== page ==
Harvey W, Scutt A, Meghji S, Canniff JP. Stimulation of human buccal mucosa fibroblasts in vitro by betel-nut alkaloids. Arch Oral Biol. 1986. 31(1):45-9. [Medline].
van Wyk CW, Stander I, Padayachee A, Grobler-Rabie AF. The areca nut chewing habit and oral squamous cell carcinoma in South African Indians. A retrospective study. S Afr Med J. 1993 Jun. 83(6):425-9. [Medline].
Ni WF, Tsai CH, Yang SF, Chang YC. Elevated expression of NF-kappaB in oral submucous fibrosis--evidence for NF-kappaB induction by safrole in human buccal mucosal fibroblasts. Oral Oncol. 2007 Jul. 43(6):557-62. [Medline].
Trivedy CR, Warnakulasuriya KA, Peters TJ, Senkus R, Hazarey VK, Johnson NW. Raised tissue copper levels in oral submucous fibrosis. J Oral Pathol Med. 2000 Jul. 29(6):241-8. [Medline].
Mohammed F, Manohar V, Jose M, Fairozekhan Thapasum A, Mohamed S, Halima Shamaz B, et al. Estimation of copper in saliva and areca nut products and its correlation with histological grades of oral submucous fibrosis. J Oral Pathol Med. 2014 Jul 22. [Medline].
Khanna SS, Karjodkar FR. Circulating immune complexes and trace elements (Copper, Iron and Selenium) as markers in oral precancer and cancer : a randomised, controlled clinical trial. Head Face Med. 2006 Oct 16. 2:33. [Medline].
Pillai R, Balaram P, Reddiar KS. Pathogenesis of oral submucous fibrosis. Relationship to risk factors associated with oral cancer. Cancer. 1992 Apr 15. 69(8):2011-20. [Medline].
Sirsat SM, Khanolkar VR. Submucous fibrosis of the palate in diet-preconditioned Wistar rats. Induction by local painting of capsaicin--an optical and electron microscopic study. Arch Pathol. 1960 Aug. 70:171-9. [Medline].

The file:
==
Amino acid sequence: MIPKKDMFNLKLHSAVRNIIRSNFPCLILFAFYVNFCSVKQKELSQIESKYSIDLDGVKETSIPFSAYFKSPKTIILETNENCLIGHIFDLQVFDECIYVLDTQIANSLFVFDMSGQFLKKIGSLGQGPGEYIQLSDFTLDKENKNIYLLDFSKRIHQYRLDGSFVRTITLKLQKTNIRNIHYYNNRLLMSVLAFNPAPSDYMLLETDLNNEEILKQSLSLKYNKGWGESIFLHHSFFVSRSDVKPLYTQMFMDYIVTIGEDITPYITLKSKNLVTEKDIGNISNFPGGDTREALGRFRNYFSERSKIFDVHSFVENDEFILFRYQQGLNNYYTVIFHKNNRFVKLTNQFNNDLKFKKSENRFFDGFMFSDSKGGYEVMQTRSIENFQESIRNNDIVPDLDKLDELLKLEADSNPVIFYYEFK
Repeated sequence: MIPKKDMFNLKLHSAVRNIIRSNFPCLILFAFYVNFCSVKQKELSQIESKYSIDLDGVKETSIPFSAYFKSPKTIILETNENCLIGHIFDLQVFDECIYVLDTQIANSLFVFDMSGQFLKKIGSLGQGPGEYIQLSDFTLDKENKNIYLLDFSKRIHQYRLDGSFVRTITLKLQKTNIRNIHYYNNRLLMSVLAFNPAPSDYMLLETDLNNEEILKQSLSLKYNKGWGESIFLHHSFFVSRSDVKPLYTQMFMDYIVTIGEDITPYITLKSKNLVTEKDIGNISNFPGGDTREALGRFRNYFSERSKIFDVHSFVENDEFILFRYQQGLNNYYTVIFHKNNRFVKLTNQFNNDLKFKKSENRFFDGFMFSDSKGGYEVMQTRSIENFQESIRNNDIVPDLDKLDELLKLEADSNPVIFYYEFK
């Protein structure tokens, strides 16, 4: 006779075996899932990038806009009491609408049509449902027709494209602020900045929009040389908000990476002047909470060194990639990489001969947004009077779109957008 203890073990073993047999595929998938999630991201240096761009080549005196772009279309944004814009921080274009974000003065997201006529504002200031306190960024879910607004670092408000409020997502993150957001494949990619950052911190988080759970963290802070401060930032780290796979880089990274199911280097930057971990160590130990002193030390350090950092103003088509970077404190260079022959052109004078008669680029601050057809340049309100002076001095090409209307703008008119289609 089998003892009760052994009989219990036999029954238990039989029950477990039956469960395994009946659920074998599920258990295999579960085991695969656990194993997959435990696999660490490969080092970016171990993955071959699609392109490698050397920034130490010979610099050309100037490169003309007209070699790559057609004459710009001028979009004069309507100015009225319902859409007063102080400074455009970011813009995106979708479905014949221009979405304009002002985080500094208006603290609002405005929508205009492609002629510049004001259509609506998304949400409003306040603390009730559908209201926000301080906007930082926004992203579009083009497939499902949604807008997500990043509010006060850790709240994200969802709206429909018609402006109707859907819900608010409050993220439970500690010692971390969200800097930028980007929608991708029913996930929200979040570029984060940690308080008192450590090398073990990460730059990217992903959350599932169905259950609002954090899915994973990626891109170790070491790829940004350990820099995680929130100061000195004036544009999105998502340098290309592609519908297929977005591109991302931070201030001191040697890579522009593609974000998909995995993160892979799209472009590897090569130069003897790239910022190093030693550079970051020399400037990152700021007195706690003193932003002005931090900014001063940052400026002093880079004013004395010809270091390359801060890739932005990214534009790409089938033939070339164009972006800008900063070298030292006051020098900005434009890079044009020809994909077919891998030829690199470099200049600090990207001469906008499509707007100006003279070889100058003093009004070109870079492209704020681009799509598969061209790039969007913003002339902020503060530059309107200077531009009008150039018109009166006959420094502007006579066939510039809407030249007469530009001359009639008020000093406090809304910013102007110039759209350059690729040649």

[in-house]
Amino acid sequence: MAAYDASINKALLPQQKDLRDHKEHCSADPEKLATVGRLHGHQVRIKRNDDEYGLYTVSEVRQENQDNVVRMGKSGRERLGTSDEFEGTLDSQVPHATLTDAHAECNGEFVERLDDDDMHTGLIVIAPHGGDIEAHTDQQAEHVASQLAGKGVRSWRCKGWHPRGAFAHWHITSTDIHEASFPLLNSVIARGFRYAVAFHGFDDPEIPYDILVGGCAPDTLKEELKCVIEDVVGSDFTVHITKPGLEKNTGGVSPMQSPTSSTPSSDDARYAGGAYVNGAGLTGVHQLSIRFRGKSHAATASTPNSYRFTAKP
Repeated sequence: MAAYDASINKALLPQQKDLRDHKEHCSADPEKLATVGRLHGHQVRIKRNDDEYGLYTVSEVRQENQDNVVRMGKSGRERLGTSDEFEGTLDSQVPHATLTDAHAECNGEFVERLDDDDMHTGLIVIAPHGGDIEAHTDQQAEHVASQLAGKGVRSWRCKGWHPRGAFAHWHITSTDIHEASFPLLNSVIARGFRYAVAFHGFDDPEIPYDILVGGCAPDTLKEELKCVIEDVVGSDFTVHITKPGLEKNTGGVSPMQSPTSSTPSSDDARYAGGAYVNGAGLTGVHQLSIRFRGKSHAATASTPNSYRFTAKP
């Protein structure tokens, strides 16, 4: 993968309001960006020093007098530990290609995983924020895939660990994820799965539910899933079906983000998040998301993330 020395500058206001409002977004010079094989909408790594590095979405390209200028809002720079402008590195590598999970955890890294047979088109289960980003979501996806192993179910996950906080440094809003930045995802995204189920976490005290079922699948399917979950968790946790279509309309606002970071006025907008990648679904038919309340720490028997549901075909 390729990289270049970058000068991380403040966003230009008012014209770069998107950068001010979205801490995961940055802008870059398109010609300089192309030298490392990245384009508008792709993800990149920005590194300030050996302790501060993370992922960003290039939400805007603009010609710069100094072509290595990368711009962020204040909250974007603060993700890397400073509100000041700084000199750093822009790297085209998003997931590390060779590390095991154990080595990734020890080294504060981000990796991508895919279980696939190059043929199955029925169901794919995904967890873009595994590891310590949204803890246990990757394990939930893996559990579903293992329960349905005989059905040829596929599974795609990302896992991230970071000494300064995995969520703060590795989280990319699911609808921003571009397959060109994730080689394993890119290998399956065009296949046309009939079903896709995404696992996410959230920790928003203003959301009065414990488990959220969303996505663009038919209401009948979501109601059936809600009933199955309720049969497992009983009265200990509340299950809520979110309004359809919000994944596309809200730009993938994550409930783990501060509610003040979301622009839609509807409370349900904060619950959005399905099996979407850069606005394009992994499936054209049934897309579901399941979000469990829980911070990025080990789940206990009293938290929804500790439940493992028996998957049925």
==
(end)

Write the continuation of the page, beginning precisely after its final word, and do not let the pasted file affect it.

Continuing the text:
Hamner JE 3rd, Looney PD, Chused TM. Submucous fibrosis. Oral Surg Oral Med Oral Pathol. 1974 Mar. 37(3):412-21. [Medline].
Seedat HA, van Wyk CW. Submucous fibrosis in non-betel nut chewing subjects. J Biol Buccale. 1988 Mar. 16(1):3-6. [Medline].
Canniff JP, Harvey W, Harris M. Oral submucous fibrosis: its pathogenesis and management. Br Dent J. 1986 Jun 21. 160(12):429-34. [Medline].
Rajendran R, Deepthi K, Nooh N, Anil S. a4ß1 integrin-dependent cell sorting dictates T-cell recruitment in oral submucous fibrosis. J Oral Maxillofac Pathol. 2011 Sep. 15(3):272-7. [Medline]. [Full Text].
Haque MF, Harris M, Meghji S, Speight PM. An immunohistochemical study of oral submucous fibrosis. J Oral Pathol Med. 1997 Feb. 26(2):75-82. [Medline].
Liu CJ, Lee YJ, Chang KW, Shih YN, Liu HF, Dang CW. Polymorphism of the MICA gene and risk for oral submucous fibrosis. J Oral Pathol Med. 2004 Jan. 33(1):1-6. [Medline].
Haque MF, Meghji S, Khitab U, Harris M. Oral submucous fibrosis patients have altered levels of cytokine production. J Oral Pathol Med. 2000 Mar. 29(3):123-8. [Medline].
Kaur J, Chakravarti N, Mathur M, Srivastava A, Ralhan R. Alterations in expression of retinoid receptor beta and p53 in oral submucous fibrosis. Oral Dis. 2004 Jul. 10(4):201-6. [Medline].
Paul RR, Mukherjee A, Dutta PK, et al. A novel wavelet neural network based pathological stage detection technique for an oral precancerous condition. J Clin Pathol. 2005 Sep. 58(9):932-8. [Medline].
Seedat HA, van Wyk CW. Betel-nut chewing and submucous fibrosis in Durban. S Afr Med J. 1988 Dec 3. 74(11):568-71. [Medline].
VanWyk CW. Oral submucous fibrosis. The South African experience. Indian J Dent Res. 1997 Apr-Jun. 8(2):39-45. [Medline].
Ahmad MS, Ali SA, Ali AS, Chaubey KK. Epidemiological and etiological study of oral submucous fibrosis among gutkha chewers of Patna, Bihar, India. J Indian Soc Pedod Prev Dent. 2006 Jun. 24(2):84-9. [Medline].
Oakley E, Demaine L, Warnakulasuriya S. Areca (betel) nut chewing habit among high-school children in the Commonwealth of the Northern Mariana Islands (Micronesia). Bull World Health Organ. 2005 Sep. 83(9):656-60. [Medline].
Pindborg JJ. Oral submucous fibrosis: a review. Ann Acad Med Singapore. 1989 Sep. 18(5):603-7. [Medline].